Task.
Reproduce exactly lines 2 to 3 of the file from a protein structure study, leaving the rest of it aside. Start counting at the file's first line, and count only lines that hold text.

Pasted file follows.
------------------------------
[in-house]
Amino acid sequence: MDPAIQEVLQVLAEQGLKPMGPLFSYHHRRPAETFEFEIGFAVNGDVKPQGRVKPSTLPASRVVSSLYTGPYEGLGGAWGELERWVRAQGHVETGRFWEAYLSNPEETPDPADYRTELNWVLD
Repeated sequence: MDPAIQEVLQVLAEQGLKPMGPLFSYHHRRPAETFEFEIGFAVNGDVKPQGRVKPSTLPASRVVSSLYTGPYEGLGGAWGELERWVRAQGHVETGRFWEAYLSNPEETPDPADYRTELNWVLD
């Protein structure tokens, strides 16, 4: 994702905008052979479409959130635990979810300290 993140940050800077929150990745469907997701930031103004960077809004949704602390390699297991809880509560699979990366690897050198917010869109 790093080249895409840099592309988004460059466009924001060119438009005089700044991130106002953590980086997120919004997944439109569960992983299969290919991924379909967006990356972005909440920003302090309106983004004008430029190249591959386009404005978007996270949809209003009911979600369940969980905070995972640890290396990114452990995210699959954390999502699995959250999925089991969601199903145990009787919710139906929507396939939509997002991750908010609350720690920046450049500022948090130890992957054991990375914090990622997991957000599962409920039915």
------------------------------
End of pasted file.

Amino acid sequence: MDPAIQEVLQVLAEQGLKPMGPLFSYHHRRPAETFEFEIGFAVNGDVKPQGRVKPSTLPASRVVSSLYTGPYEGLGGAWGELERWVRAQGHVETGRFWEAYLSNPEETPDPADYRTELNWVLD
Repeated sequence: MDPAIQEVLQVLAEQGLKPMGPLFSYHHRRPAETFEFEIGFAVNGDVKPQGRVKPSTLPASRVVSSLYTGPYEGLGGAWGELERWVRAQGHVETGRFWEAYLSNPEETPDPADYRTELNWVLD